Four Stray Thoughts : January 21, 2010

Here are my Four Stray Thoughts for the day:

1. Taxi Drivers and Marathi language: The Maharashtra Government has announced that you cannot drive a Taxi in Mumbai unless you are read and speak Marathi. In addition to that, you will also have to be a resident for 15 yrs. We should congratulate our government and the bureaucrats working for them for devising one more scheme that will earn them money. I increasingly suspect that the only thing our planners do is to plan how to make more money for themselves. It should come as no surprise that this new rule will not change anything. Those who wish to drive a Taxi, whether they know Marathi or not will now pay a bribe to some agent and get their permit. The agent will also certify that the prospect reads and writes Marathi and has also stayed in our city for the last 15 years. So much for all these policies. In summary, these policies do three things: a) Encourage agents and middlemen to keep making money b) Encourage corruption b) Give a tight slap on the face of the common man who dares to think that things are becoming better.

2. Do we have a Prime Minister? It has been a long time since I heard anything from Manmohan Singh. Many folks call him a ‘working’ Prime Minister who wishes to let his work speak for himself rather than letting media fall all over him. I think that is a good strategy given the times that we live in. But still, as a leader you need to be visible. You need to be making statements, setting some wrongs right in the public domain. For many folks, out of sight is out of mind. And that is the sad irony for Manmohan Singh, who has got 2 full terms as a Prime Minister and should have been more forceful and visible to all of us. There is no doubt about the fact that he might be the most clean and efficient Prime Minister that we have had but India needs an iron hand at times to put people straight. What would be a better sight for all Indians then Mr. Singh himself stepping into some thorny issues and telling the so called “protectors” and “culprits” to shut up and punish them then and there. The whole country would support him, I am quite sure of that. Alas, we are a democratic society and it will never happen. That is the price that we are paying at times.

3. Global Warming: I have not been too convinced by the claims of several scientists/organizations the world over about the onslaught of Global Warming. Yes, climates have changed to a large extent in certain parts. In fact everything happens in extremes so to speak. But still things like all ice melting, dramatic and overnight catastrophes in the next 20-30 years have not convinced me in the past and in the present. It has just been my gut feel all along that the “Market of Global Warming” now means serious business and if you translate that, it means lots of money. The recent admission of the UN Panel with Dr. Pachauri is another example that highlights how stinking the motives could be with all these reports. These folks have completely lost their credibility with goof ups like this. And what suffers as a result is our environment itself. These people are the real villains instead of you and me. They need to be put inside a glacier and told not to worry since as per their report the glacier should be melting anytime soon …. so there should not be any cause for their worries.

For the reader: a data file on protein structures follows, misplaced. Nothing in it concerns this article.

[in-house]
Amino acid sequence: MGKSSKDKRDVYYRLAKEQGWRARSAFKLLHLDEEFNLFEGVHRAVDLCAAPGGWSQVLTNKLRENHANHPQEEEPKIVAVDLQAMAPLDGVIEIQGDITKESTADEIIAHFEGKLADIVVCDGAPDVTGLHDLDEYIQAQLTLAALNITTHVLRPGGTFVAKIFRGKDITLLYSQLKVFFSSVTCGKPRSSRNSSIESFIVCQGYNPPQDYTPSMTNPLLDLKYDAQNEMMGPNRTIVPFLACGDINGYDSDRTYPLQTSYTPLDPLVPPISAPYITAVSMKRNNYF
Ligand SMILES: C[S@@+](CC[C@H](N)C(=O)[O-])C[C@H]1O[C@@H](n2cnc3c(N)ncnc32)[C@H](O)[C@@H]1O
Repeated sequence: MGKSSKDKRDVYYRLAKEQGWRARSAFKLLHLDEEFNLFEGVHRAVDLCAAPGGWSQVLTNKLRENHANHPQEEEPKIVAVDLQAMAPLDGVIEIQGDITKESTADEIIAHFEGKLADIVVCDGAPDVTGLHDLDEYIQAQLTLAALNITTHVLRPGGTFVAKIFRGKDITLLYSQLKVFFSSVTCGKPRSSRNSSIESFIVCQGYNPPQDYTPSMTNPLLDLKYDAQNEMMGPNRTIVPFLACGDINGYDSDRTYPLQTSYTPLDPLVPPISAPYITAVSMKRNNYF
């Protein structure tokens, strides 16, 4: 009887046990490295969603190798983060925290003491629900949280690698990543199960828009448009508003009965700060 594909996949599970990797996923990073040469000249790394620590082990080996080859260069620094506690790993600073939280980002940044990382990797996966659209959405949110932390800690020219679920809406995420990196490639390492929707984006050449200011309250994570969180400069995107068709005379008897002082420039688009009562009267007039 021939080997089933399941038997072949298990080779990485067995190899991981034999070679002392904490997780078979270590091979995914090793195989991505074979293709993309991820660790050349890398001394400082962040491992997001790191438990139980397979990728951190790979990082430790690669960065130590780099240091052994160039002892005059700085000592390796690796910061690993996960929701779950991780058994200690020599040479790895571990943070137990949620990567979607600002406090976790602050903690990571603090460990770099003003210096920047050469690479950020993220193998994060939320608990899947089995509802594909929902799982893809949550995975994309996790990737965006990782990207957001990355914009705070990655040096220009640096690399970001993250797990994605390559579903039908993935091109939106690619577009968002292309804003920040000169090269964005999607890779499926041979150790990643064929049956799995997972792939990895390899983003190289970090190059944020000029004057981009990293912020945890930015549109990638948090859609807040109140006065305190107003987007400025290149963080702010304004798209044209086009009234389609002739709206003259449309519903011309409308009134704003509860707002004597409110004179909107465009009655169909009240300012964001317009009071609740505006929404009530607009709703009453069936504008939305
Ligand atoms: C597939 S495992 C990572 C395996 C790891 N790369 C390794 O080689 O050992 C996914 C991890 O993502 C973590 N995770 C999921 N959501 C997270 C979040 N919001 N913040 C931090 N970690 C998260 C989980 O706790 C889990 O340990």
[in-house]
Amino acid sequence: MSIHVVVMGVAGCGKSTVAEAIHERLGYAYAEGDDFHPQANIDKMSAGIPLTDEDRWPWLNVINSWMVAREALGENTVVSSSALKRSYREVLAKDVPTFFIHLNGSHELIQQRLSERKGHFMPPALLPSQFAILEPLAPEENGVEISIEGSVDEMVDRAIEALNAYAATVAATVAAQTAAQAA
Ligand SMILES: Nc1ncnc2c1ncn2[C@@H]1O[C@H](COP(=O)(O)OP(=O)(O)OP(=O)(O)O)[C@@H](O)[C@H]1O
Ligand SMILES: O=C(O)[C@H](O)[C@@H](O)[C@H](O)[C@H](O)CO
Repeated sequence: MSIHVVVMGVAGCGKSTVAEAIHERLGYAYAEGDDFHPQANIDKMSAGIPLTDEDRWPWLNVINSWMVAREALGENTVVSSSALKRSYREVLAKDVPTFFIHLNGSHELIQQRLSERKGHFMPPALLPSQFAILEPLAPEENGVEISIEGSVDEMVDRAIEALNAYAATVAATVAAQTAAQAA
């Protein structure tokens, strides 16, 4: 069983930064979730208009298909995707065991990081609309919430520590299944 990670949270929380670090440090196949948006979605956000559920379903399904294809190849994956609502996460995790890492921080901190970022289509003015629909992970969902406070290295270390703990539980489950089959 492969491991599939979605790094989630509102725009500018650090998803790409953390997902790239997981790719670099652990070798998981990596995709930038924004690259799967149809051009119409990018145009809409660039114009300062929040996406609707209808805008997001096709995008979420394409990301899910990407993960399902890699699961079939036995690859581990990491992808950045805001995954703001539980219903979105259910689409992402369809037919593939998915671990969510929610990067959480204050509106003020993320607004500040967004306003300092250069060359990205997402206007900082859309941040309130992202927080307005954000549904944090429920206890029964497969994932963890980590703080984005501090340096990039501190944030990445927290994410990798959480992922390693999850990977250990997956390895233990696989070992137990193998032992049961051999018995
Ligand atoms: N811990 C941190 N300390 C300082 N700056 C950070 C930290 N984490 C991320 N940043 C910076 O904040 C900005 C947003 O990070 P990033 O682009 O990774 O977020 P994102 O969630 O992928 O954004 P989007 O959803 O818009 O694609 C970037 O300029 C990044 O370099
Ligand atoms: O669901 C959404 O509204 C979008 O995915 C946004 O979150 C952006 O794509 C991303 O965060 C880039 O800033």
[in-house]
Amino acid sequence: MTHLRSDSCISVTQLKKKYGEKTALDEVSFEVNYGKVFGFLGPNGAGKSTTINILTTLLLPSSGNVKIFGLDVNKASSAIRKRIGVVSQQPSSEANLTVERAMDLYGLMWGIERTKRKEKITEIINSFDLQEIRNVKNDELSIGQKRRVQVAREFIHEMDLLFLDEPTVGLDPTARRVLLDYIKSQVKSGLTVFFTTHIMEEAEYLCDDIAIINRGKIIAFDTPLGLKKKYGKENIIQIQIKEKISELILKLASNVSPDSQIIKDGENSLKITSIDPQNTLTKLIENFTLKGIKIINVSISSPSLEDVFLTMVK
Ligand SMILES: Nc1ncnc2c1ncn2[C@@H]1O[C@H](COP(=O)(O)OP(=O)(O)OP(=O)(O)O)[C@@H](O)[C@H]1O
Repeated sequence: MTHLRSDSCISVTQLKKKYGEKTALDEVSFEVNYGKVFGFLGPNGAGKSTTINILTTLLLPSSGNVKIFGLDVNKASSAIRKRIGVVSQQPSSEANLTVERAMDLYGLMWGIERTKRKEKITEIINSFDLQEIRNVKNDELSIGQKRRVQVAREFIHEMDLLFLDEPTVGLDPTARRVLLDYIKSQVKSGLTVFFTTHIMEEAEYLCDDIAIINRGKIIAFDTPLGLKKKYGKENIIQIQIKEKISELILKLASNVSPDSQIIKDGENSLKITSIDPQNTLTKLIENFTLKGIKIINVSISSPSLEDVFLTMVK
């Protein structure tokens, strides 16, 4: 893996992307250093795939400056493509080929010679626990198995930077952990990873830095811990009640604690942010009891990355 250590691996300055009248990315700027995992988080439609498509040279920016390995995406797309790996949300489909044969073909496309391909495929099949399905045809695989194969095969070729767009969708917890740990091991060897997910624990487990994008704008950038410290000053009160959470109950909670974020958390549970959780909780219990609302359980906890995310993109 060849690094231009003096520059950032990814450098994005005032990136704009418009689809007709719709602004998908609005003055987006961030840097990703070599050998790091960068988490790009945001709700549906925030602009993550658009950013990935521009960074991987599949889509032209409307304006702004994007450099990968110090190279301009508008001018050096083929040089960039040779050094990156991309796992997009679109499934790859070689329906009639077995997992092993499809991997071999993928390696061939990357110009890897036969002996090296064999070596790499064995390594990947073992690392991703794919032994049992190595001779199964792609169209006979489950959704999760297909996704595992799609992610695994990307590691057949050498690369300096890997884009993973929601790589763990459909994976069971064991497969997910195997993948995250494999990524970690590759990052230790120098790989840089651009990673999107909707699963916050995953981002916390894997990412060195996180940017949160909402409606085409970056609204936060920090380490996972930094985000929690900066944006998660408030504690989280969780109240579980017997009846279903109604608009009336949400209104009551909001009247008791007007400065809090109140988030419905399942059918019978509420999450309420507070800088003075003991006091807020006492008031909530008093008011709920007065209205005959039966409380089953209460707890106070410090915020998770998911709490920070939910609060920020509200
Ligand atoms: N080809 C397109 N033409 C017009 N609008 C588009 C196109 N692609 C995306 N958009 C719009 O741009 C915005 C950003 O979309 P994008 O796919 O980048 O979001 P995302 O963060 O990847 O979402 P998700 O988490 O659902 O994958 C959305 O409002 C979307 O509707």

4. The curious case of Kasab: The lone terrorist arrested in the Terrorist attack on Mumbai is making a farce of the proceedings. I am sure that at the end of it, they will pass a sentence on him and he will be punished. But what will not be lost on all those following the proceedings is the mockery that it has made of our judicial process. The statements coming out from him are hilarious and sad at the same time. Hilarious for the sheer dare devilry with which he makes it and he can do that, since we are a democracy and have a judicial system, which are good things by the way. They are sad because he denies everything and now he has even started talking in Marathi. His case seems to be reflect that of a recent English movie called “The curious case of Benjamin Button” where Brad Pitt plays out his life in reversal and moves from an old man to a young infant. Kasab seems to be now playing the same game on us. He is now reversing his life events in the way he finds it out. First he said he did not attack, then he moved a few days back and said he was strolling at Juhu when the police caught him. Now he talks in Marathi and maybe the next thing he will say is that he was a part of a school in Mumbai where he learnt it. And so on. While I hate to say this, we must acknowledge him and his team for demonstrating so effectively about how difficult it is to close what is supposed to be an “open and shut case”.  Very sad indeed.

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